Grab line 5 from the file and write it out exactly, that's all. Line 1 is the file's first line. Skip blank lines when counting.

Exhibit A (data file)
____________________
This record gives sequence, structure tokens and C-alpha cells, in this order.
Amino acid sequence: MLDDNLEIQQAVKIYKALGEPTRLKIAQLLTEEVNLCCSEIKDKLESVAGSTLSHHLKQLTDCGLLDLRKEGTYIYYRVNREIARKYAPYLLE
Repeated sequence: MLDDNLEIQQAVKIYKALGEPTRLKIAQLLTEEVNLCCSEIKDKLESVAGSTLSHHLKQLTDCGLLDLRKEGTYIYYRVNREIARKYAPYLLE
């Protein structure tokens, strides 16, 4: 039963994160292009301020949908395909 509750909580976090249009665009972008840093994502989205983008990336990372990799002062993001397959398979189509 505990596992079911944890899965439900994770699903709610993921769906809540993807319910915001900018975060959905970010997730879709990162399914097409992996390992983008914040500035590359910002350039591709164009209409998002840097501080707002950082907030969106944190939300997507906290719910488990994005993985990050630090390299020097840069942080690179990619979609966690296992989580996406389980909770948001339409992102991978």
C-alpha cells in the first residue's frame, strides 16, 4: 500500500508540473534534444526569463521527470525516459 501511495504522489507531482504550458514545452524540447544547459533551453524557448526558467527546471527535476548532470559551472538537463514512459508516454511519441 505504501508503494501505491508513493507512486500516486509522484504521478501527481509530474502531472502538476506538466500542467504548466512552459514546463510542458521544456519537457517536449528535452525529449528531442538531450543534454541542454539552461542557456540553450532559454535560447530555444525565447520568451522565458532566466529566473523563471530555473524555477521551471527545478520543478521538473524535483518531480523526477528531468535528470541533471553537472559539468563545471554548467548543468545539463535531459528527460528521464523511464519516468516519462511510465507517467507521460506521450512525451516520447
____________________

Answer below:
C-alpha cells in the first residue's frame, strides 16, 4: 500500500508540473534534444526569463521527470525516459 501511495504522489507531482504550458514545452524540447544547459533551453524557448526558467527546471527535476548532470559551472538537463514512459508516454511519441 505504501508503494501505491508513493507512486500516486509522484504521478501527481509530474502531472502538476506538466500542467504548466512552459514546463510542458521544456519537457517536449528535452525529449528531442538531450543534454541542454539552461542557456540553450532559454535560447530555444525565447520568451522565458532566466529566473523563471530555473524555477521551471527545478520543478521538473524535483518531480523526477528531468535528470541533471553537472559539468563545471554548467548543468545539463535531459528527460528521464523511464519516468516519462511510465507517467507521460506521450512525451516520447